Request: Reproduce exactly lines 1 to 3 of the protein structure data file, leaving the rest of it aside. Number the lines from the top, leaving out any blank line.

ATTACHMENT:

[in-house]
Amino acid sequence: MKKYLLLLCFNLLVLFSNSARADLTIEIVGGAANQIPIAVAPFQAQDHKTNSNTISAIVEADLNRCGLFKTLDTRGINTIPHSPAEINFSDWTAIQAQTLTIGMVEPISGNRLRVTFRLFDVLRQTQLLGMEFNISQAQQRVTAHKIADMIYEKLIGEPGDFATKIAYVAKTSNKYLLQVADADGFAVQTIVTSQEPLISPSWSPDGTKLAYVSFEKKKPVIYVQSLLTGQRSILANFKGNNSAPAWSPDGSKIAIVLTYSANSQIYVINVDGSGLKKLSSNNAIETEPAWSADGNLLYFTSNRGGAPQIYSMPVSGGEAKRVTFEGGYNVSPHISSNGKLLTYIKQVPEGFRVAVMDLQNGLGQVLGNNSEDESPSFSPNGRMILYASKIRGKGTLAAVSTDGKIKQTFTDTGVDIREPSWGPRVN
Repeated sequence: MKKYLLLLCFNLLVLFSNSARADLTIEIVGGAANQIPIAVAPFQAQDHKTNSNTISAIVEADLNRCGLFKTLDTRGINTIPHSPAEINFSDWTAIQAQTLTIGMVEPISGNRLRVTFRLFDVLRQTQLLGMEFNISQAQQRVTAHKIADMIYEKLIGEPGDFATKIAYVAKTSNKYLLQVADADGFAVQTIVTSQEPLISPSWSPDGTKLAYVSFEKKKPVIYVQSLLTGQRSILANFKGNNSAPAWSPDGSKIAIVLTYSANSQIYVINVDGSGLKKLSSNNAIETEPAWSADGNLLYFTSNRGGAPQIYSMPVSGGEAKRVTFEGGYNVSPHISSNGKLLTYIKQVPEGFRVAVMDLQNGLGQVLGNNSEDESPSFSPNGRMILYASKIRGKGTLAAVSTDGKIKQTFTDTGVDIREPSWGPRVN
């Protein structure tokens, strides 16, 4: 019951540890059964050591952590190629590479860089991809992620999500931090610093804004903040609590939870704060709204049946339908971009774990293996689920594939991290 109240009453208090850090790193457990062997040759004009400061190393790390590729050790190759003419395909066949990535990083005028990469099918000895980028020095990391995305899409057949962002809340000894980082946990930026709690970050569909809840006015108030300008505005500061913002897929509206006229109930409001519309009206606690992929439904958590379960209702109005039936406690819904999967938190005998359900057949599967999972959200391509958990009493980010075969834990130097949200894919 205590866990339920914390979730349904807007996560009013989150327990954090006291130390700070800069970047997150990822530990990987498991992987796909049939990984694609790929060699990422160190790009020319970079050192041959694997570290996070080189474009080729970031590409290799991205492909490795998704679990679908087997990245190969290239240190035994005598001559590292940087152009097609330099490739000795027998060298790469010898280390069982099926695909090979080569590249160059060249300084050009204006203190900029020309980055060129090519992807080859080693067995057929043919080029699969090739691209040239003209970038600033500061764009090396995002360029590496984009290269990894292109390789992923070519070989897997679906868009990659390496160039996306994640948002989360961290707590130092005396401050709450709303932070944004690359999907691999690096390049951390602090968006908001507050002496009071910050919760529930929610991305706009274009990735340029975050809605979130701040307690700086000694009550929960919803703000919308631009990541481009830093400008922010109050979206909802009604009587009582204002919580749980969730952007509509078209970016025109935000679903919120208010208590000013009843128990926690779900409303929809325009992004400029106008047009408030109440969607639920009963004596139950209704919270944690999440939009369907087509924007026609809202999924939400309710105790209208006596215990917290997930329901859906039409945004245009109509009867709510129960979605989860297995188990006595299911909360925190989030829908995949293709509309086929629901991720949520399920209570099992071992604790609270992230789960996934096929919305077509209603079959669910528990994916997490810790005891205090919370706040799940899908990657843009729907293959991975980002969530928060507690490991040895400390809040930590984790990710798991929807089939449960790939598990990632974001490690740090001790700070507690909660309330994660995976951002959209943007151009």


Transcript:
[in-house]
Amino acid sequence: MKKYLLLLCFNLLVLFSNSARADLTIEIVGGAANQIPIAVAPFQAQDHKTNSNTISAIVEADLNRCGLFKTLDTRGINTIPHSPAEINFSDWTAIQAQTLTIGMVEPISGNRLRVTFRLFDVLRQTQLLGMEFNISQAQQRVTAHKIADMIYEKLIGEPGDFATKIAYVAKTSNKYLLQVADADGFAVQTIVTSQEPLISPSWSPDGTKLAYVSFEKKKPVIYVQSLLTGQRSILANFKGNNSAPAWSPDGSKIAIVLTYSANSQIYVINVDGSGLKKLSSNNAIETEPAWSADGNLLYFTSNRGGAPQIYSMPVSGGEAKRVTFEGGYNVSPHISSNGKLLTYIKQVPEGFRVAVMDLQNGLGQVLGNNSEDESPSFSPNGRMILYASKIRGKGTLAAVSTDGKIKQTFTDTGVDIREPSWGPRVN
Repeated sequence: MKKYLLLLCFNLLVLFSNSARADLTIEIVGGAANQIPIAVAPFQAQDHKTNSNTISAIVEADLNRCGLFKTLDTRGINTIPHSPAEINFSDWTAIQAQTLTIGMVEPISGNRLRVTFRLFDVLRQTQLLGMEFNISQAQQRVTAHKIADMIYEKLIGEPGDFATKIAYVAKTSNKYLLQVADADGFAVQTIVTSQEPLISPSWSPDGTKLAYVSFEKKKPVIYVQSLLTGQRSILANFKGNNSAPAWSPDGSKIAIVLTYSANSQIYVINVDGSGLKKLSSNNAIETEPAWSADGNLLYFTSNRGGAPQIYSMPVSGGEAKRVTFEGGYNVSPHISSNGKLLTYIKQVPEGFRVAVMDLQNGLGQVLGNNSEDESPSFSPNGRMILYASKIRGKGTLAAVSTDGKIKQTFTDTGVDIREPSWGPRVN